A tale of frozen cheesecake – Why millennials believe in private brands

A tale of frozen cheesecake – Why millennials believe in private brands

Someone told me recently that apparently 42% of millennials (like myself) believe that private brand products are more innovative than national brands.

My immediate reaction – Pfft, really?!

But then I found myself looking down at my trolley next time I went to a supermarket. Hmmm, they might be onto something there. Most of my trolley space was taken up by private brand items. It’s not like I deliberately go out of my way to buy own brand either. I think I understood one reason why and here’s a little story to explain.

Recently I shared with the world my frustration at the ambiguous and deceiving labeling on supposedly sustainable fish. I can only assume most of you went ahead and boycotted non-pole and line caught tuna based on my advice… No? Well, perhaps you should read the blog again and think about the poor tuna!

Will somebody please think of the tuna!

Well, as you may have noticed most of supermarket experiences are done under the close supervision of my other half. Not that she doesn’t trust me, it’s just that random multi-packs of Jaffa Cakes* tend to appear around the house when I’m left to my own devices – for example. Inevitably this means my shopping list has become increasingly health-orientated.

However, I still dream of that special day when cookies, or something equally delicious, finds their way into the shopping basket.

In fact, only a couple of weeks ago I thought this dream had become a reality. We were in the supermarket and I had been sent off on a typical distract-Alex-errand – “Please go fetch me chopped tomatoes, red onions and those nice spiralized carrots.” I came panting back, well trained at this point.

I looked down in the trolley and gave myself whiplash with a double take.

“Oh, where’s our trolley?” This surely can’t be ours, I thought.

“What do you mean?”

“Well, this has… FROZEN LEMON CHEESECAKE!” I could barely speak without spitting drool from my mouth. I LOVE lemon cheesecake. She knows it. I know she knows it. She knows I know she knows it. We haven’t bought cheesecake from here in years!

She’s finally trying to kill me off, I thought. Kicking myself – you know you shouldn’t have had that last pack of Jaffa Cakes, greedy Alex.

“They’ve reduced the fat, and look”, she pointed to where on the box it said: ‘NEW: MADE FROM NATURAL INGREDIENTS’. And it was the supermarket’s private brand, not even premium.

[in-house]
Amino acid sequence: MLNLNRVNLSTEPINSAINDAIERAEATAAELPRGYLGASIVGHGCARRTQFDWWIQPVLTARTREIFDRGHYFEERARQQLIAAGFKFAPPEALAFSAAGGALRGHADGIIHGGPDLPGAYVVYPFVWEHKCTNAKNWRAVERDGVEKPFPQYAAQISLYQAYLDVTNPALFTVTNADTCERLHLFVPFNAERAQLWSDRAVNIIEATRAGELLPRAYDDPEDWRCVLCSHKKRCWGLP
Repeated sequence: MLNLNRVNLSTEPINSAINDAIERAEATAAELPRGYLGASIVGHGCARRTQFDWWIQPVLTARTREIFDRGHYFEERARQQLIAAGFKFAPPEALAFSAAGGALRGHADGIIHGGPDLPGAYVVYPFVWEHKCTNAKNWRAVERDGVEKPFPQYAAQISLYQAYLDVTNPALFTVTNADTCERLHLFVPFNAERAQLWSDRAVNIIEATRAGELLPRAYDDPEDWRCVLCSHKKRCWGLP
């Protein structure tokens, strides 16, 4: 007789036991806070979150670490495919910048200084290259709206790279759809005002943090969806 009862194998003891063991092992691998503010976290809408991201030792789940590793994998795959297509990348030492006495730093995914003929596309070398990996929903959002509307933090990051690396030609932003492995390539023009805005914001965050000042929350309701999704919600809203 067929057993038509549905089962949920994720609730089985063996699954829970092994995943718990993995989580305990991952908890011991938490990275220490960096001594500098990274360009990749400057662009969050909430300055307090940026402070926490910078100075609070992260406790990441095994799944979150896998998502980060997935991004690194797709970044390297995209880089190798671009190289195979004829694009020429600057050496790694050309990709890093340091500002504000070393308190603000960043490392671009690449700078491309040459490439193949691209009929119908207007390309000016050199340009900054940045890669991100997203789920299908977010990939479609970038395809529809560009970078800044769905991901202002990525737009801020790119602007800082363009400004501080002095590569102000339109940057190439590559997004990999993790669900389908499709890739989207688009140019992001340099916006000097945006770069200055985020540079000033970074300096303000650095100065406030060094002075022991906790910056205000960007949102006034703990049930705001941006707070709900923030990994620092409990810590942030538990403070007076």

I couldn’t believe my luck. And then, I thought, this was exactly why 42% of millennials believe private brands are more innovative. They are more effective at meeting changing customer needs, in this case reducing fat and including more natural ingredients – something that is very important to millennials.

Responding quickly to customer feedback on existing product lines, in this case a cheesecake that we have previously avoided, is extremely important if a retailer is to maintain customer confidence and loyalty. Potentially even increase it.

In order to achieve this effectively with their private brand products, the retailer needs visibility and traceability relating to all customer feedback. To do this requires pulling customer feedback together with results from product testing and benchmarking to generate ‘One View’ of product performance.

By being transparent and sharing this One View with their private brand suppliers, it is possible for the supplier to make informed changes to ingredients, recipes and packaging. This ultimately helps them to develop existing products to meet the customer’s changing needs.

*There are other biscuit brands available. Or cake brands. Or whatever we’ve decided they are.

Alex Fitchett
alex.fitchett@s4rb.com

Alex is one of our Supplier Engagement Consultants. Responsible for planning and delivering bespoke software solutions and engagement campaigns to leading international retailers. An ‘interesting’ fact about Alex: He lived in Budapest, Hungary for almost a year 2013-2014, studying the industrial economics of the communist soviet bloc.

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